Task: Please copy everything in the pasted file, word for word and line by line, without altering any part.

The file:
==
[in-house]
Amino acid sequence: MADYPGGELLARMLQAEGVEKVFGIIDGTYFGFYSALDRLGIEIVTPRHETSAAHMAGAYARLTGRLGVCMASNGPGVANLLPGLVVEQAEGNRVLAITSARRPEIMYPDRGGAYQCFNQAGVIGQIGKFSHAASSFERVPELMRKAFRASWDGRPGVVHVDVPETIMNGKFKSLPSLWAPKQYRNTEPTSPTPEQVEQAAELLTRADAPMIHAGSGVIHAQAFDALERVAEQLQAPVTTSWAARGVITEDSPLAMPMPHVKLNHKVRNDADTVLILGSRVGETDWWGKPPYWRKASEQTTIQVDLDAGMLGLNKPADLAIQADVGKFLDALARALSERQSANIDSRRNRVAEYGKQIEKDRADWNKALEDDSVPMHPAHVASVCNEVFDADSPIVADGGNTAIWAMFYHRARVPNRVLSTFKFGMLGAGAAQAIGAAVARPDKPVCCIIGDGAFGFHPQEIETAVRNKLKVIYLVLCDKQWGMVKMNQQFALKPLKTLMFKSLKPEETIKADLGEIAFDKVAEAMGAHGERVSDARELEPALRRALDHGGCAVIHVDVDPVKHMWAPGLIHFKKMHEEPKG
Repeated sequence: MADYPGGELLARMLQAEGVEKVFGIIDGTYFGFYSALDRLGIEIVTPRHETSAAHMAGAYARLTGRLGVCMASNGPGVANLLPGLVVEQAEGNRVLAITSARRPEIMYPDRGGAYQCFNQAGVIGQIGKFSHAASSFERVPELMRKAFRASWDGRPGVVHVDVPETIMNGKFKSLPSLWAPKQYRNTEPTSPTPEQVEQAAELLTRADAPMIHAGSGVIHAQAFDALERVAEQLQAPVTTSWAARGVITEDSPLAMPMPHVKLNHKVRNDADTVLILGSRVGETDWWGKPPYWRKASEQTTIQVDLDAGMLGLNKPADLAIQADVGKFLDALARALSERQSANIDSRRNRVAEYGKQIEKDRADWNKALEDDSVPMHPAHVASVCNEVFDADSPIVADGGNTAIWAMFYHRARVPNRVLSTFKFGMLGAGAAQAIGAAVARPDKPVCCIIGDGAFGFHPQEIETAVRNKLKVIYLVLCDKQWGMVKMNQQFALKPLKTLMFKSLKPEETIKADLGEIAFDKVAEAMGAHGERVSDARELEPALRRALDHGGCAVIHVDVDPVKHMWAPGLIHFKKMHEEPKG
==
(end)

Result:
[in-house]
Amino acid sequence: MADYPGGELLARMLQAEGVEKVFGIIDGTYFGFYSALDRLGIEIVTPRHETSAAHMAGAYARLTGRLGVCMASNGPGVANLLPGLVVEQAEGNRVLAITSARRPEIMYPDRGGAYQCFNQAGVIGQIGKFSHAASSFERVPELMRKAFRASWDGRPGVVHVDVPETIMNGKFKSLPSLWAPKQYRNTEPTSPTPEQVEQAAELLTRADAPMIHAGSGVIHAQAFDALERVAEQLQAPVTTSWAARGVITEDSPLAMPMPHVKLNHKVRNDADTVLILGSRVGETDWWGKPPYWRKASEQTTIQVDLDAGMLGLNKPADLAIQADVGKFLDALARALSERQSANIDSRRNRVAEYGKQIEKDRADWNKALEDDSVPMHPAHVASVCNEVFDADSPIVADGGNTAIWAMFYHRARVPNRVLSTFKFGMLGAGAAQAIGAAVARPDKPVCCIIGDGAFGFHPQEIETAVRNKLKVIYLVLCDKQWGMVKMNQQFALKPLKTLMFKSLKPEETIKADLGEIAFDKVAEAMGAHGERVSDARELEPALRRALDHGGCAVIHVDVDPVKHMWAPGLIHFKKMHEEPKG
Repeated sequence: MADYPGGELLARMLQAEGVEKVFGIIDGTYFGFYSALDRLGIEIVTPRHETSAAHMAGAYARLTGRLGVCMASNGPGVANLLPGLVVEQAEGNRVLAITSARRPEIMYPDRGGAYQCFNQAGVIGQIGKFSHAASSFERVPELMRKAFRASWDGRPGVVHVDVPETIMNGKFKSLPSLWAPKQYRNTEPTSPTPEQVEQAAELLTRADAPMIHAGSGVIHAQAFDALERVAEQLQAPVTTSWAARGVITEDSPLAMPMPHVKLNHKVRNDADTVLILGSRVGETDWWGKPPYWRKASEQTTIQVDLDAGMLGLNKPADLAIQADVGKFLDALARALSERQSANIDSRRNRVAEYGKQIEKDRADWNKALEDDSVPMHPAHVASVCNEVFDADSPIVADGGNTAIWAMFYHRARVPNRVLSTFKFGMLGAGAAQAIGAAVARPDKPVCCIIGDGAFGFHPQEIETAVRNKLKVIYLVLCDKQWGMVKMNQQFALKPLKTLMFKSLKPEETIKADLGEIAFDKVAEAMGAHGERVSDARELEPALRRALDHGGCAVIHVDVDPVKHMWAPGLIHFKKMHEEPKG